Title: Report to Board Committee on Water Element, State Comprehensive Plan
Full Citation
Permanent Link: http://ufdc.ufl.edu/WL00002522/00001
 Material Information
Title: Report to Board Committee on Water Element, State Comprehensive Plan
Physical Description: Book
Language: English
Spatial Coverage: North America -- United States of America -- Florida
Abstract: Report to Board Committee on Water Element, State Comprehensive Plan
General Note: Box 10, Folder 21 ( SF Water Use Plan, State-Water Element - 1977-78 and 1985 ), Item 23
Funding: Digitized by the Legal Technology Institute in the Levin College of Law at the University of Florida.
 Record Information
Bibliographic ID: WL00002522
Volume ID: VID00001
Source Institution: Levin College of Law, University of Florida
Holding Location: Levin College of Law, University of Florida
Rights Management: All rights reserved by the source institution and holding location.

Full Text

and obviously represents great effort on the part of the Division

of State Planning and other cooperating agencies. The conmets

and suggestions enumerated below are submitted in an effort to

make the document somewhat more compatible with water sana--1S

practices, viewpoints, and particularly water iaqm-t se

in northwest Florida. Detailed word-by-word comments were ot

considered appropriate; emphasis was directed to general policy

issues of importance to northwest Florida.

1. The draft element is almost entirely a conservation/protectioe

oriented document. Although conservation of water resources

is doubtless one of the prime objectives of water msaaeme-t

in all areas of the state, the facilitation of beneficial

development of water resources is also of considerable im-

portance. For example, location of water supplies that could

be developed for industrial usage without conflict with other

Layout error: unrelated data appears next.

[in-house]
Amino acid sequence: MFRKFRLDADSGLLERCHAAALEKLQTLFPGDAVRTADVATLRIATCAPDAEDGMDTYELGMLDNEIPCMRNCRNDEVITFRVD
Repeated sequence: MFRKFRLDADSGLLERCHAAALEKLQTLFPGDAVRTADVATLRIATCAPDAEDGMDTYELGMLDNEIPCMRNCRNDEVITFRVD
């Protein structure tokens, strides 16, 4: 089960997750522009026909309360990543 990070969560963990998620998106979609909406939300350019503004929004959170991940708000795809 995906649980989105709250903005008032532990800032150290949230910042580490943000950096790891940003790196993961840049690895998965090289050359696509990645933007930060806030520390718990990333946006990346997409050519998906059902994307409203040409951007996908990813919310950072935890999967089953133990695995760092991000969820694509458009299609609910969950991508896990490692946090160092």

existing or projected uses is a primary consideration in

determining the future growth of the northwest area of Florida

Location and development of additional water supplies that

can be safely used to support economic development should

receive emphasis as a policy of the state.

2. (Re policy statement 1, page 6)...Mlaintenance of groundwater

Levels as near the pre-andification levels as possible is

stressed in a number of policies in the draft element. How-

ever, this policy statement does not describe the healthiest

- *

er mo economical method of managing the groundwater system

ia mey areas. Northwest Florida's water quantity problem

ae related, generally, to short term excesses and short term

mrtages. smval of water from aquifers during periods of

bortage will make room for water in the system during periods

ef eames. It is recognized that this practice could not

oaly oa some coastal areas with a potential for saltwater

ecrl~ acl nat. however, it can be an effective management

toi in many inland areas. We recommend that this statement

S e changed to read..."Naintain groundwater within the safe

raye of levels in the aquifer system..."

3. Policies related to maintenance of groundwater levels also

stress use of surface water in preference to groundwater for

maay purposes, including municipal, industrial and agricultural

uses, where possible. It is important to recognize that the

cost of treating surface water, compared to groundwater, prior

to oe may be prohibitive in many cases.

Is further consideration of cost, the Element devotes

less thea adequate emphasis to the economics of any water

ve or inya-est practice. If policies are to be effectively

iJlemeted, they must be economically feasible.

4. water mnagemeat functions are being carried out at all

levels of government with many overlapping areas of authority

and responsibility. The Water Element should address, as

a policy issue, the optimum organizational structure for

aecoplishing water management functions in Florida.

Of equal importance, state policy should address the

optimum method of funding for the wide range of water management



9- IF~

activities in Florida. Funding sources and methods vary
Considerably from one level of government to another and,

in fact, within the sam governmental level in many case.

Many funding sources are unsure from year to year, which

may preclude development of well planned, scheduled,